U.S., Israel Approve F-35 Sale to U.A.E.

In search of peace, Israel is allowing the U.S. to arm a potential enemy with sophisticated weapons of war.
A F-35 fighter jet takes off for a training mission at Hill Air Force Base in Ogden, Utah.
GEORGE FREY/GETTY IMAGES

The United States Senate voted on December 9 to reject a pair of resolutions aimed at stopping the Trump administration’s $23 billion sale of armaments to the United Arab Emirates. After the Trump administration officially notified Congress of the sale last month, a few Democratic senators and one Republican senator attempted to block the deal, saying that one of America’s newest and most sophisticated warplanes should not be entrusted to the U.A.E.

The four resolutions submitted by senators Chris Murphy, Bob Menendez and Rand Paul, according to the Times of Israel, were rejected by the Senate in a vote that split mostly along party lines. The first resolution aimed at blocking the sale of 18 advanced Reaper drone systems fell 50-46; the measures aimed at stopping the sale of 50 F-35 stealth fighter jets was rejected 49-47.

In a Twitter post, Democratic Sen. Chris Murphy pointed to the U.A.E.’s cooperation with Saudi Arabia in Yemen’s civil war, where their troops have “have killed thousands of civilians with U.S.-made weapons.” He also mentioned alleged U.A.E. violations of the international arms embargo in Libya and the possibility of U.S. technology landing in the hands of competitors such as Russia and China. He wrote, “Fueling an arms race in the Middle East is just bad policy—Iran will respond with its own ramp up, and every other Gulf nation will want similar weapons to keep up with the U.A.E.”

Robert Menendez, the top Democrat of the Senate Foreign Relations Committee, asked on the Senate floor, “Do we really think that we can sell this just to the U.A.E. and not have those other countries come knocking on our door and starting a very sophisticated arms race in the tinderbox of the world?”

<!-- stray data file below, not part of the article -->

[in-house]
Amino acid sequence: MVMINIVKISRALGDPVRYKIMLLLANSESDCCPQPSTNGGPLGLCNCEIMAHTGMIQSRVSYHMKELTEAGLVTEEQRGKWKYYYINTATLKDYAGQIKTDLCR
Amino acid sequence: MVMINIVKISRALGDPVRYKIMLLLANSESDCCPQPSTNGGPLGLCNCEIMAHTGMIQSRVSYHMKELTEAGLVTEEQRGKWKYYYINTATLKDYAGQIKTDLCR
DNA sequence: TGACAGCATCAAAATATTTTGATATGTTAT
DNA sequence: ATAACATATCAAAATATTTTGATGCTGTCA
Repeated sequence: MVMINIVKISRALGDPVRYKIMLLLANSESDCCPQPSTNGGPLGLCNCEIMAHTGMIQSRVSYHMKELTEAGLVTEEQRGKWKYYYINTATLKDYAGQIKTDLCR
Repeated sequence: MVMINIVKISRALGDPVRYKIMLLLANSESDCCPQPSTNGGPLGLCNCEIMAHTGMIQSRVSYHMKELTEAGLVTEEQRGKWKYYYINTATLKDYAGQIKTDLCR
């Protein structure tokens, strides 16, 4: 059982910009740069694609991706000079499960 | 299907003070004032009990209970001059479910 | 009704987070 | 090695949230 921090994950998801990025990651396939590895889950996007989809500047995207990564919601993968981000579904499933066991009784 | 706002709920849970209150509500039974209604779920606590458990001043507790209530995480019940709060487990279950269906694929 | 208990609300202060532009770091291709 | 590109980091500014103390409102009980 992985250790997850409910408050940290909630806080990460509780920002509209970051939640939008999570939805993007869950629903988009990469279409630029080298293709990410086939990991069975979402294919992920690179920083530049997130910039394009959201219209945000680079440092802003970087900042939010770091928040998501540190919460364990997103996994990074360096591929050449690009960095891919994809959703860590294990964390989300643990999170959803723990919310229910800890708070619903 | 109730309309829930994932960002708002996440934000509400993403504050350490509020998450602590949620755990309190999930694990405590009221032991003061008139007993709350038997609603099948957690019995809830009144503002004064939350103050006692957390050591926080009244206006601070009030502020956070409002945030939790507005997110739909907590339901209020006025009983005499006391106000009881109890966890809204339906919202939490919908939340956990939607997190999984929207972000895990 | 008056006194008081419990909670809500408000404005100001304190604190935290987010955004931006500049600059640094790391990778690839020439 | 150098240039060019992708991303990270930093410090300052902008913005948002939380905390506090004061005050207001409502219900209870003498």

These senators are not the only ones concerned about the deal. The far-left lobby J Street announced on December 7 that it supported the Murphy-Menendez-Paul resolutions. It argued that the “proposed sale of a massive quantity of advanced, highly destructive weapons systems to the U.A.E. would only fuel a region-wide arms race and exacerbate ongoing conflicts that are having devastating consequences for civilians’ human rights and are imperiling U.S. interests.”

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Some Israeli commentators are wary about the deal too.

Jerusalem Post editor in chief Yaakov Katz wrote, “If the U.S. sells F-35s to the U.A.E., it won’t be able to deny a similar request from the Saudis. And even if Israel wanted to lobby the administration or Congress against the sales, its hands will be tied—it’s not going to engage in a political battle against a country with which it just moments ago signed a peace deal.”

In September, Israeli Air Force Chief Amiram Norkin confirmed the potential danger this deal poses to Israel. “These things are not reflected in the strategic analysis as endangering Israel next week,” he said. “These are things that could produce processes that may, in the long-term strategic balance, be less optimal for the State of Israel.

In stark contrast, however, the Israeli government officially announced on December 7 that it does not object to the proposed sale.

Ambassador to the U.S. Ron Dermer said that Israel is “very comfortable” with Washington’s proposed sale and stressed that he is far more concerned about President-elect Joe Biden’s plan to reenter the Iran nuclear deal.

“We believe that the U.A.E. is an ally in confronting Iran, and we do not believe that this arms package will violate the U.S. commitment to maintain Israel’s qualitative military edge,” Dermer said in a joint interview on msnbc with U.A.E. Ambassador to the U.S. Youssef al-Otaiba.